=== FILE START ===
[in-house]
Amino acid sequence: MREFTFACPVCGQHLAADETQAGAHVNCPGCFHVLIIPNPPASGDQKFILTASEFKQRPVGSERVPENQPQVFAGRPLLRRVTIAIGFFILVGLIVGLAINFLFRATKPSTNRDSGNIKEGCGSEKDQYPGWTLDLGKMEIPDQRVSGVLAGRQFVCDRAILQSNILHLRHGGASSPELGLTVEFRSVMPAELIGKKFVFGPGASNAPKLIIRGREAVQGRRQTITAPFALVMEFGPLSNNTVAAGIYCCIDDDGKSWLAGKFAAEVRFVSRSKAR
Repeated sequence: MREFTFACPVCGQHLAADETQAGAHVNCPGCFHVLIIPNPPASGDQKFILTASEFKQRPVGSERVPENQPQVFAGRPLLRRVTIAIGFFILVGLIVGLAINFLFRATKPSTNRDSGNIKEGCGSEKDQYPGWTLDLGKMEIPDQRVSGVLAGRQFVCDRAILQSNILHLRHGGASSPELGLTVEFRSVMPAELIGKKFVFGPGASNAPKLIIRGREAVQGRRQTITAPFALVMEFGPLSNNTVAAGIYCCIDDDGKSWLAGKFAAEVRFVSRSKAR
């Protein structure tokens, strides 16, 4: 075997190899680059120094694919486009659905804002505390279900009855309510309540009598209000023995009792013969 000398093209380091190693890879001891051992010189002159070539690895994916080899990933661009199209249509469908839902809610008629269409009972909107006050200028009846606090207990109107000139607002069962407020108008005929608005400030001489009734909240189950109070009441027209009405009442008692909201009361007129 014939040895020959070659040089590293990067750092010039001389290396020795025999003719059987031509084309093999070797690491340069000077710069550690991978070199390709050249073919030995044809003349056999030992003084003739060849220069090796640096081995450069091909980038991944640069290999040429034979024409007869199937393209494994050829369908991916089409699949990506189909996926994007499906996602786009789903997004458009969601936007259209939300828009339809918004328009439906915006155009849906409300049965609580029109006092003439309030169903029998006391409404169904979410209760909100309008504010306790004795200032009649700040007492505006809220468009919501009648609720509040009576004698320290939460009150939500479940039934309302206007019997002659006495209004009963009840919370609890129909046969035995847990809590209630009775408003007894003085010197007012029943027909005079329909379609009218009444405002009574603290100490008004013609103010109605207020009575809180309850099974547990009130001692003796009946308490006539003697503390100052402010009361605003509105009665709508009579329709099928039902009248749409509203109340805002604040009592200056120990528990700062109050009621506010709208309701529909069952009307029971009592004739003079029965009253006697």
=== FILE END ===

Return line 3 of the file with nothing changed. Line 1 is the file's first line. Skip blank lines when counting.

Repeated sequence: MREFTFACPVCGQHLAADETQAGAHVNCPGCFHVLIIPNPPASGDQKFILTASEFKQRPVGSERVPENQPQVFAGRPLLRRVTIAIGFFILVGLIVGLAINFLFRATKPSTNRDSGNIKEGCGSEKDQYPGWTLDLGKMEIPDQRVSGVLAGRQFVCDRAILQSNILHLRHGGASSPELGLTVEFRSVMPAELIGKKFVFGPGASNAPKLIIRGREAVQGRRQTITAPFALVMEFGPLSNNTVAAGIYCCIDDDGKSWLAGKFAAEVRFVSRSKAR